A few years ago, my friend and neighbor, Francesco, started inviting dads from our neighborhood to small social gatherings at his backyard fire pit to talk and have a few beers. We now call these meet-ups “Beer Fire.”
I love Beer Fire, and see it as a possible solution for the persistent problem that we busy working dads don’t often develop networks of friends to share their experiences with. As such, my second-ever blog post extolled the virtues of Beer Fire, and a good chunk of Chapter 12 of my book, The Working Dad’s Survival Guide, describes the benefits of informal dad networks and fun social time that Beer Fire and similar gatherings can foster. From my book:
Beer Fire is awesome– it’s relaxing; it’s fun, and I always learn a little something from everyone I talk to. For example, a neighbor and I discussed how much allowance is appropriate for our kids and how many chores our kids needed to do to earn it. In another conversation, I learned about local swimming and fencing programs. I even helped a dad develop a strategy for asking his boss for more work flexibility. The beer was pretty good, too….
Part of the success of Beer Fire is that it is not a formal group. No one distributes an agenda ahead of time, and the conversations flow organically. Yes, we talk about cars, sports and women. But, because the attendees are mostly of the same age group, live locally, and have kids of around the same age, the conversation naturally gravitates to what we all share in common – our careers, our kids, and how we try to juggle it all.
Another part of Beer Fire’s success is that it is represents a “guys’ night out.” We’re not a John Birch Society, the Little Rascals’ “He-Man Woman Hater’s Club” or Al Bundy’s “No Ma’am” group (from “Married with Children”). No drum circles or hazing rituals for us. However, I think it is important that Beer Fire is a comfortable place just for guys. This allows folks to open up a little more, and to discuss family issues more readily. I think that because even today’s modern dad sometimes sees “family issues” as a primarily women’s concern, we self-censor our discussion when moms are around. “After all”, we may think to ourselves, “my wife has an even tougher juggle than me. What right to I have to complain?”
In fact, when I speak to companies, I recommend that they regularly schedule social gatherings for their working dads. I am proud to say some have done so!
However, I have a confession to make. During much of the time I’ve been promoting Beer Fire, they became less and less frequent. Working dads are busy people, and the hassle of coordinating schedules was too much for us to maintain. Beer Fire pretty much existed only in name.
Several months ago, a few widely circulating articles focused on male friendships, and how many men have a hard time making new friends and maintaining those relationships (This Boston Globe article is the best and most comprehensive of the bunch- Please open that link as a new tab, finish my post and then read that one right away). They describe an epidemic of male loneliness as busy working dads have a hard time carving out time for friendships and feel awkward asking other guys for their digits. This loneliness is linked to serious physical and mental health problems.
Francesco clearly read this article, because a few months ago, he sent an email out to me and a dozen or so local dads:
After reading this piece, and realizing, as the author realized for himself, that I’m a lonely loser with a lot of friends, I’m deciding to take action against early death.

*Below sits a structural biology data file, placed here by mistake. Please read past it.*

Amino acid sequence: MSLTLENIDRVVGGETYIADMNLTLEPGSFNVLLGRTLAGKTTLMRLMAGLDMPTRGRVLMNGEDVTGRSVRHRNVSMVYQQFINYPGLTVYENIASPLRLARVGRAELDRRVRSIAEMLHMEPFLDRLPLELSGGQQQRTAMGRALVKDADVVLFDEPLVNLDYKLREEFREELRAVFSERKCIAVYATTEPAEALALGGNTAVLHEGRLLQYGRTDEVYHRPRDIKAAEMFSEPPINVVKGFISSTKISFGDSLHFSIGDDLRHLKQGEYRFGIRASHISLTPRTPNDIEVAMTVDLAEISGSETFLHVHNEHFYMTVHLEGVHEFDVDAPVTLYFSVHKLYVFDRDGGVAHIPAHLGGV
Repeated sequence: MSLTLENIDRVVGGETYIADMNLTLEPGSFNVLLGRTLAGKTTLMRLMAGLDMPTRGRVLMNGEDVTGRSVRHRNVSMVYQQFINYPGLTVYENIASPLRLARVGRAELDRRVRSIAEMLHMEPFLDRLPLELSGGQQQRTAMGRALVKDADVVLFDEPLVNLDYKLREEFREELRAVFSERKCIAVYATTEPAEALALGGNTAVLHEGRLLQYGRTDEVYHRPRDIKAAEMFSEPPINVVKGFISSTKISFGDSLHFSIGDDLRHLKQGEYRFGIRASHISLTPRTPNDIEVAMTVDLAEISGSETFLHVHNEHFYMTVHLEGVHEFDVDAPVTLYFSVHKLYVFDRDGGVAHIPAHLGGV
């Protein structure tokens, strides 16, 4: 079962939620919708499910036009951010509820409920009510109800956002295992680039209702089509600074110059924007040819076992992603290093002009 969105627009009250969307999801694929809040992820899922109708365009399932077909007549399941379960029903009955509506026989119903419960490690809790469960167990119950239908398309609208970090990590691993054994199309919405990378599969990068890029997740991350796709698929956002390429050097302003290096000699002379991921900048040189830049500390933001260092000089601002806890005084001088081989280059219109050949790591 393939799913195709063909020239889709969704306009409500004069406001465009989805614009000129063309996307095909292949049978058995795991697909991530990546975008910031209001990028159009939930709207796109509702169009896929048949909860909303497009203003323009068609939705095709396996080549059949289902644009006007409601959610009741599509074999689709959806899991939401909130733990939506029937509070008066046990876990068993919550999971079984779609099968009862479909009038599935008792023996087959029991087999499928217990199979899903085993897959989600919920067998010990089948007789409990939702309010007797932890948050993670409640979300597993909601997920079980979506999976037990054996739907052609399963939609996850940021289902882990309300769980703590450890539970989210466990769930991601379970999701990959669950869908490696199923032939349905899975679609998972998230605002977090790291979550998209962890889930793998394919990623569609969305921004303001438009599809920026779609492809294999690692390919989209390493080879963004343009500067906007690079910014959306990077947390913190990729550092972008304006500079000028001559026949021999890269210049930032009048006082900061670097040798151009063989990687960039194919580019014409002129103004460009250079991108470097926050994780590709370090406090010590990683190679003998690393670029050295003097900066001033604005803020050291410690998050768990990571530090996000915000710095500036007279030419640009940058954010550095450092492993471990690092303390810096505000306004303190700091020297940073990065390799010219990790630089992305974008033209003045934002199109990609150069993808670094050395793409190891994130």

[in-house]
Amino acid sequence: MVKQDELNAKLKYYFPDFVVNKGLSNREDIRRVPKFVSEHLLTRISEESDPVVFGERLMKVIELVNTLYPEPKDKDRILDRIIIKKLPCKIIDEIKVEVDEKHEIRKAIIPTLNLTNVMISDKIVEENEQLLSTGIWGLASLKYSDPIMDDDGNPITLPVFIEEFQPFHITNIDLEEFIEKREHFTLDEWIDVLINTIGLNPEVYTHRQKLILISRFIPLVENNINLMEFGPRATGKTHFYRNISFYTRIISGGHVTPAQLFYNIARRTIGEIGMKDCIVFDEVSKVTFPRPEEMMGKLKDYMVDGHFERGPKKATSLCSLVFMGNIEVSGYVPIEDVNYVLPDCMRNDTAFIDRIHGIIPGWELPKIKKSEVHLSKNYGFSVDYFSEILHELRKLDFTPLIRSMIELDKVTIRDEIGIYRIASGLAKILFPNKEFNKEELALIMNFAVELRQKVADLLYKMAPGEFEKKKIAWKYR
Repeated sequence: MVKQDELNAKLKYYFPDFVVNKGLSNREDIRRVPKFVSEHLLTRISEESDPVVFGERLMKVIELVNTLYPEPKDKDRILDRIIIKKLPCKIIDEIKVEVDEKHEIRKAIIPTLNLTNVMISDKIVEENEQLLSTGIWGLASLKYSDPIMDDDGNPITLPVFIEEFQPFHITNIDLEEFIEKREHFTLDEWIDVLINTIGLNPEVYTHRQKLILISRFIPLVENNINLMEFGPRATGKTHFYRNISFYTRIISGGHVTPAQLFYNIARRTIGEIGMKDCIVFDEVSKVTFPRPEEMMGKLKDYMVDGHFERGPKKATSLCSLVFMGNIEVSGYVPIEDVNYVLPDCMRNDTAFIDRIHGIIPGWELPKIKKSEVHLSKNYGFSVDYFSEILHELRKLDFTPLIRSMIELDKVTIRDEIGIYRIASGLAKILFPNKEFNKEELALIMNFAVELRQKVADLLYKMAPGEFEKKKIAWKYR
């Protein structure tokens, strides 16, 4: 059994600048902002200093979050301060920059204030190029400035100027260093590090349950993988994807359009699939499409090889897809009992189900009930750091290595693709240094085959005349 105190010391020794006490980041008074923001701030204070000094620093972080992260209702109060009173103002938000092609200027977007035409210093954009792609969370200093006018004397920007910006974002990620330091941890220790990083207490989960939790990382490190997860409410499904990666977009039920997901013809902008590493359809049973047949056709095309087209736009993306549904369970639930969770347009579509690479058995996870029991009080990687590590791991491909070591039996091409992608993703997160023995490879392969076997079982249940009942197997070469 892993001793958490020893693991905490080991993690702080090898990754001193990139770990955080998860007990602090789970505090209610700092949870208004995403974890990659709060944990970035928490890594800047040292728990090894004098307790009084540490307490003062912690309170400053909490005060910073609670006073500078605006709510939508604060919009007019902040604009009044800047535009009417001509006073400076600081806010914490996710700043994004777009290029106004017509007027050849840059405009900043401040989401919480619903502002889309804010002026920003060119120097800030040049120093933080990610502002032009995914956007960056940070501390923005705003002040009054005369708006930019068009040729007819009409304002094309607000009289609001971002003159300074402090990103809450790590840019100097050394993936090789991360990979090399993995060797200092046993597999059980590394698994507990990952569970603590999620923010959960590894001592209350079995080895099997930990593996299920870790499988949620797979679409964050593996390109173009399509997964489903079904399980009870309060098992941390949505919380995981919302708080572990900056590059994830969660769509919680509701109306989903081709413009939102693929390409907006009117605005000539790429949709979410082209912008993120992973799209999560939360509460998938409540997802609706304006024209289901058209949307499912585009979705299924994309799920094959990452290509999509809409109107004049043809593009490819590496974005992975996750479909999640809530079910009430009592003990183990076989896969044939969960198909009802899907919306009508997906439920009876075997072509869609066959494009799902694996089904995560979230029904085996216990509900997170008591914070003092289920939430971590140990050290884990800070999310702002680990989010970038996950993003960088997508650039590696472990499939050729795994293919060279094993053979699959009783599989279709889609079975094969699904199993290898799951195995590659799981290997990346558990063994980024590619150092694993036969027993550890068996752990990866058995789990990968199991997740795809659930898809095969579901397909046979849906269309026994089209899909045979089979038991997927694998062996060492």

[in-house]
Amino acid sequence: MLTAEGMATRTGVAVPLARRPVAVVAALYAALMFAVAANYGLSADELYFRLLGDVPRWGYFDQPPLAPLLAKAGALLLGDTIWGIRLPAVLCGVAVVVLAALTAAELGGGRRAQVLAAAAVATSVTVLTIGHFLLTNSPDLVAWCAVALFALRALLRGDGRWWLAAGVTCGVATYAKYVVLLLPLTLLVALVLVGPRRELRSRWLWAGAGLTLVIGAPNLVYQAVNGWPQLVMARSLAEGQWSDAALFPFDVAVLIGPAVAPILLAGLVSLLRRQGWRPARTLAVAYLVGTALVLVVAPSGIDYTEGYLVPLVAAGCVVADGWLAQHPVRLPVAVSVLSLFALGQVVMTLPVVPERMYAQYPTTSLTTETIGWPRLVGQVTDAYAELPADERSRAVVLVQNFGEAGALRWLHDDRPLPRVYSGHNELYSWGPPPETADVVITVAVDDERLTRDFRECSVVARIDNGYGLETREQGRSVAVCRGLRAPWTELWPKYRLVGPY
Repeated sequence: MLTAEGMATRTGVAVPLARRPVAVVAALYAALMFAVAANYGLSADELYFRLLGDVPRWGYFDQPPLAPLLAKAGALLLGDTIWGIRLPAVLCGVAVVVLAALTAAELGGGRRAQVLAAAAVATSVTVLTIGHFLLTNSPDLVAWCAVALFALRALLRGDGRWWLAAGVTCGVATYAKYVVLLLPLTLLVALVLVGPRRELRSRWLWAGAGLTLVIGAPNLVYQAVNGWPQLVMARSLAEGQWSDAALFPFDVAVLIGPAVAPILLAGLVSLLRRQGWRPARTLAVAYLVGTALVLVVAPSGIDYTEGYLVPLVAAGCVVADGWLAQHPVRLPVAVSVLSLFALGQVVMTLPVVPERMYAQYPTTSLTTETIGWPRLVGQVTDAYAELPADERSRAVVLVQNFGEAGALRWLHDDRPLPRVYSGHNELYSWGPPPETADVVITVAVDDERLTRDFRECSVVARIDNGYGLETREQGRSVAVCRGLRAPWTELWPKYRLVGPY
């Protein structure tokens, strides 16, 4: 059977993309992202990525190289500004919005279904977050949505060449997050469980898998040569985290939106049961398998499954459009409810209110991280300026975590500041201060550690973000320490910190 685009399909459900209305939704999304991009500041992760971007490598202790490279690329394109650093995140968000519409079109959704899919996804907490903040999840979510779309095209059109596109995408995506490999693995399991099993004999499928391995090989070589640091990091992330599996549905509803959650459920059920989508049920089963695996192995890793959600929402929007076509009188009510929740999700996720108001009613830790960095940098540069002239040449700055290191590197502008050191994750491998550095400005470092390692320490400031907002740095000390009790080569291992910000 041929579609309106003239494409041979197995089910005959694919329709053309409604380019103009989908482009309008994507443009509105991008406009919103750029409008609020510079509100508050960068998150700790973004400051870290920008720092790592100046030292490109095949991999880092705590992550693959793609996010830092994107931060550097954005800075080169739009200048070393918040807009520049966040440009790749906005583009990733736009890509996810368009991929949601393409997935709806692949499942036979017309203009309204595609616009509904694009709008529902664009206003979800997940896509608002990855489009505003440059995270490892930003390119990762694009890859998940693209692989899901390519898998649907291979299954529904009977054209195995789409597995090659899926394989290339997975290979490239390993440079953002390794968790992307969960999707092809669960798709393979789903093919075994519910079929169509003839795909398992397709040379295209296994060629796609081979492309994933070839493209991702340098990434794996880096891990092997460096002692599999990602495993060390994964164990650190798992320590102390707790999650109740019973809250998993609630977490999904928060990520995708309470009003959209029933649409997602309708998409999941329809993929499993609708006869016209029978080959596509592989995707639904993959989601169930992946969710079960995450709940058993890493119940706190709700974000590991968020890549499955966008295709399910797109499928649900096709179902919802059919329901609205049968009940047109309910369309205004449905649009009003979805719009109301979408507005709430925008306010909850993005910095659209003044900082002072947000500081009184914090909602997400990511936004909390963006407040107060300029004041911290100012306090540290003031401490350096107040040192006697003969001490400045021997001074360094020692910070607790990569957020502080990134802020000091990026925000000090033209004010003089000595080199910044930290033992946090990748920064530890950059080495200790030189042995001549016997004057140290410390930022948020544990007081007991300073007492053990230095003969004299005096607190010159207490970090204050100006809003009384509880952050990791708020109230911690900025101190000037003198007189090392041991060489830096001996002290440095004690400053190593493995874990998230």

So I’ll be hosting a recurring BeerFire™ every Wednesday, 9ish to 11ish. For the foreseeable future. You’re welcome to any and all of them, no need to RSVP. You can stay for a few hours, or 10 minutes. The point here is to find some time to talk and catch up.
So go ahead, put it on your calendars. I’ll probably send out an email once more in a month’s time, and again in the Fall.
I’ll get a fire going at 8:30, so it’s roaring by 9. Just let yourselves in through the gate to the back yard so you don’t wake up the kids and let sleeping dogs lie.
If you have a favorite drink, bring it. I have the typical collection of spirits that we can take advantage of otherwise. I may or may not have snacks – honestly, I don’t need that added pressure in my life.
First one starts this Wednesday!
You can assume that BeerFire™ will be cancelled if it’s raining. If I’m going to be out of town, I’ll send word.
Hope to see some of you in a few nights. No pressure though.
Two months later, Beer Fire is back and better than ever! Beer Fire happens every week (only one weather cancellation so far). Sometimes its just a few of us. Sometimes there’s more. But the return of Beer Fire has been successful because:
- It is a Standing Invitation. If you are around that night, you make an effort to come. If you have something else going on, that’s cool- we’ll see you next week.
- It is Cool Old-School Masculine. Beer. Fire. What’s more manly than that? John Wayne would approve. Even though most of our attendees are suburban professionals, there’s something primal about fire. Plus, I smell all smoky walking back home! Yours doesn’t have to be a beer fire- poker nights, bowling leagues, pick-up hoops will do just fine.
I am confident that Beer Fire is now sustainable and will continue every spring/summer/fall (winters can be pretty brutal where I live). I am so grateful for Francesco for bringing back Beer Fire, and making it a highlight of my week, just about every week. He’s an amazing friend, neighbor and visionary.
What do you think about Beer Fire? Have any similar experiences to share? Let’s discuss in the comments.
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